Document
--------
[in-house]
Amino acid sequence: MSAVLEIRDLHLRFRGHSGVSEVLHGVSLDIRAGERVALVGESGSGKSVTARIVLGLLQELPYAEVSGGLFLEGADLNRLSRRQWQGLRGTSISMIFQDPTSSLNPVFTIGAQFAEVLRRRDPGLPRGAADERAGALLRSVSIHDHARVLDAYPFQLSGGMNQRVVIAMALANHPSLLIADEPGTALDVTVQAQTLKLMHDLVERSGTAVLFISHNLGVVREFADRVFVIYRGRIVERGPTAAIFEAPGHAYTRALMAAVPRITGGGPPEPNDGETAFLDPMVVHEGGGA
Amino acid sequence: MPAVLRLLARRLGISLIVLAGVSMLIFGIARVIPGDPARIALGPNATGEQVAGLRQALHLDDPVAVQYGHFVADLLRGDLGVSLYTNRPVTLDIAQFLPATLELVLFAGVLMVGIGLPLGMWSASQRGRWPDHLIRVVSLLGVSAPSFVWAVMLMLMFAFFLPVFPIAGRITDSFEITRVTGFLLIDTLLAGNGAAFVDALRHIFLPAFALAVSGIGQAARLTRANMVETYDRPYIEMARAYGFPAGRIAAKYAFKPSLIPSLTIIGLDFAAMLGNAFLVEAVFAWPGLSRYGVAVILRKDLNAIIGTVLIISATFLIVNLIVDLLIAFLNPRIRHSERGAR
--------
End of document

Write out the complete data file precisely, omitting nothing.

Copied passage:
[in-house]
Amino acid sequence: MSAVLEIRDLHLRFRGHSGVSEVLHGVSLDIRAGERVALVGESGSGKSVTARIVLGLLQELPYAEVSGGLFLEGADLNRLSRRQWQGLRGTSISMIFQDPTSSLNPVFTIGAQFAEVLRRRDPGLPRGAADERAGALLRSVSIHDHARVLDAYPFQLSGGMNQRVVIAMALANHPSLLIADEPGTALDVTVQAQTLKLMHDLVERSGTAVLFISHNLGVVREFADRVFVIYRGRIVERGPTAAIFEAPGHAYTRALMAAVPRITGGGPPEPNDGETAFLDPMVVHEGGGA
Amino acid sequence: MPAVLRLLARRLGISLIVLAGVSMLIFGIARVIPGDPARIALGPNATGEQVAGLRQALHLDDPVAVQYGHFVADLLRGDLGVSLYTNRPVTLDIAQFLPATLELVLFAGVLMVGIGLPLGMWSASQRGRWPDHLIRVVSLLGVSAPSFVWAVMLMLMFAFFLPVFPIAGRITDSFEITRVTGFLLIDTLLAGNGAAFVDALRHIFLPAFALAVSGIGQAARLTRANMVETYDRPYIEMARAYGFPAGRIAAKYAFKPSLIPSLTIIGLDFAAMLGNAFLVEAVFAWPGLSRYGVAVILRKDLNAIIGTVLIISATFLIVNLIVDLLIAFLNPRIRHSERGAR